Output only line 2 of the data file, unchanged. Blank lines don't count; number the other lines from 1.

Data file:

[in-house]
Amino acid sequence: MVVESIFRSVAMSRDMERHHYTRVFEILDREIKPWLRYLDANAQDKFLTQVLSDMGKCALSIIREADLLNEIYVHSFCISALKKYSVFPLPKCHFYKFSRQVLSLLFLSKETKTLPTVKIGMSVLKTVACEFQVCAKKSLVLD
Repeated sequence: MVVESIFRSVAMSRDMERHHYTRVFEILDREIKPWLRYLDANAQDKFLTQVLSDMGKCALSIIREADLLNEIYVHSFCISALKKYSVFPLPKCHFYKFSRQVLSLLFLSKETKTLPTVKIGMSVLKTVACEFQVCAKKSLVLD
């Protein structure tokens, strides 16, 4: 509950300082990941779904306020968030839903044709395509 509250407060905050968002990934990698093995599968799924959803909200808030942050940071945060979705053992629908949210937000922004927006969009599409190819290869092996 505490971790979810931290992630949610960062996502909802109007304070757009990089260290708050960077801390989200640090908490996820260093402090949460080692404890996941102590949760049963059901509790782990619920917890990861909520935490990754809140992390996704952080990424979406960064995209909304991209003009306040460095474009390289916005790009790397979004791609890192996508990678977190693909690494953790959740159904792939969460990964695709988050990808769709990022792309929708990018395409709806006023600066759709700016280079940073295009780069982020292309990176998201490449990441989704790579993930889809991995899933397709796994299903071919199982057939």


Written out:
Amino acid sequence: MVVESIFRSVAMSRDMERHHYTRVFEILDREIKPWLRYLDANAQDKFLTQVLSDMGKCALSIIREADLLNEIYVHSFCISALKKYSVFPLPKCHFYKFSRQVLSLLFLSKETKTLPTVKIGMSVLKTVACEFQVCAKKSLVLD